and I fear that there bill, I
understand that attention behind it,
it could be a provocative act --
I think there's a
majority for equal marriage in the
Northern Ireland assembly. Every
opinion poll taken has shown the
public is in favour of equal
marriage and I think this is the
right thing to do. The people of
Northern Ireland should not be
discriminated against. It's 50 years
on from the Northern Ireland Civil
Rights Association taking to the
streets to demand equal rights and
we talked about Roy Jenkins earlier
in this programme, it's 50th on from
homosexuality being to come alive,
if not all right for people in
Northern Ireland, gay people, to be
What do you
say about the concern raised by Tim
Stanley it could antagonise
sectarian relations if the polls
suggested the Unionist community
wasn't as in favour of same-sex
marriage in Northern Ireland and it
would be imposed upon them from
I don't think that's
wholly accurate but the DUP can't
have it both ways. They've called
for direct rule, they want Northern
Ireland to remain part of the United
Kingdom for that they believe
Westminster has an important role to
play and so they therefore can't
fully complain if Westminster acts
decisively on this issue of equal
marriage and they have the
opportunity to oppose it when my
bill comes forward at the end of
March. Political House of Commons
and at the House of Commons decided
in favour like the Northern Ireland
assembly has already decided, the
Government has a duty to act and
they should bring forward
Right, forgave me for
being cynical, Conor McGinn, but
this is not just about the principle
about politics. The Prime Minister
is dependent on the DUP for her
Parliamentary majority and that
party is opposed to same-sex
marriage, so obviously this could
make it very difficult for the
relationship between the Government
and the DUP.
That's a matter for
Theresa May. The concern is that
whether it in terms of negotiations
at Stormont around the overall
settlement in future of Northern
Ireland and re-establishing the
institutions or equal marriage, she
and her Government are compromised
either relationship with the DUP and
their reliance on them. But the
Secretary of State for Northern
Ireland has made clear that will be
a free vote and I'm very confident
there will be an overwhelming
majority in the House of Commons
that support equal marriage, so in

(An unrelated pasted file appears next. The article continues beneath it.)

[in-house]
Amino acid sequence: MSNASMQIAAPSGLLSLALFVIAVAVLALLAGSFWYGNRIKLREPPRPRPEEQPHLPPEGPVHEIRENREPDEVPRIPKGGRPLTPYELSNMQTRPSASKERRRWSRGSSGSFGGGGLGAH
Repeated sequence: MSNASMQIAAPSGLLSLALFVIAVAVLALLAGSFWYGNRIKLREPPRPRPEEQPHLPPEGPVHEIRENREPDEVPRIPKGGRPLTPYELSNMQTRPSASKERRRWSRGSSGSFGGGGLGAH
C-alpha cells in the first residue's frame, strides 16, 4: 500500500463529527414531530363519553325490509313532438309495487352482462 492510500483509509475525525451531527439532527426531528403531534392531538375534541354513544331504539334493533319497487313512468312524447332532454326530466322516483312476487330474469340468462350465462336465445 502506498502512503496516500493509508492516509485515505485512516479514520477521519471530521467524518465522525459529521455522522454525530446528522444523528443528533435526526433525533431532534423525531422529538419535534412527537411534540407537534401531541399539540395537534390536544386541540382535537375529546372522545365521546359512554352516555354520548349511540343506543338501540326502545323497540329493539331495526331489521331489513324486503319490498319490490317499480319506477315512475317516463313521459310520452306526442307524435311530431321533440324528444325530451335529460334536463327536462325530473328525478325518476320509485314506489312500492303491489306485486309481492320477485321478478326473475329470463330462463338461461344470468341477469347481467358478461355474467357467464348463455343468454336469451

that sense, it's up to every MP to
make his or her own mind up about
whether to support this or not.
is your opinion on the idea that
being imposed on Northern Ireland
because there's not a devolved
December that the moment?
underlines the fact that a year-long
suspension in the assembly is
incredibly problematic in the way
the Government has failed to get a
grip on it. It's alarming. Although
I share some of his concerns about
unravelling a very delicate mess, I
do think it's an anomaly and it's
about rights and about people mag
boss lives and we saw one the
legislation changed in the rest of
the UK, what a huge difference it
made to couples had been living
together for many years and could
formalise their relationships and
we're talking about people's
ablation ships and lives who could
formalise their relationships --
relationships and lives. It's a
How problematic would
be for Theresa May in her
relationship with the DUP?
embarrassing, isn't it? She relies
on their votes in the Commons, and
some of the Liberals in her own
party, Ruth Davidson made a fuss
when the deal was struck about the
fact this is a party who has some
rather old-fashioned views, let's
say, as we would see it, so it would
be embarrassing for Theresa May and
she is already in a position where
it's hard for her to appear as
neutral broker in those talks in
Northern Ireland, even with issues
like this blowing up.
thank you very much.
And we did ask to speak
to a minister from the Northern
Ireland Office but no
one was available.
The Democratic Unionist Party
also turned down our
request for an interview.
Oh well, we are Billy no mates.
There's just time before we go
to find out the answer to our quiz.
The question was which film did
Andrea Leadsom say post-Brexit
Britain would be more like
than Mad Max?
Was it: A) 28 Days Later?
B) Love Actually?
C) Four Weddings and a Funeral?
Or D) The Wicker Man?
So, Tim and Heather,
what's the correct answer?
And the answer was Love Actually.
I have to say it's a film which
makes me feeling credibly nauseous.
It is the correct answer. We won't
show it now because we run out of
That's all for today.
Thanks to my guests.
Jo Coburn is joined by Tim Stanley of the Telegraph and the Guardian's Heather Stewart. They discuss the Brexit negotiations and the meeting of the cabinet sub-committee at Chequers.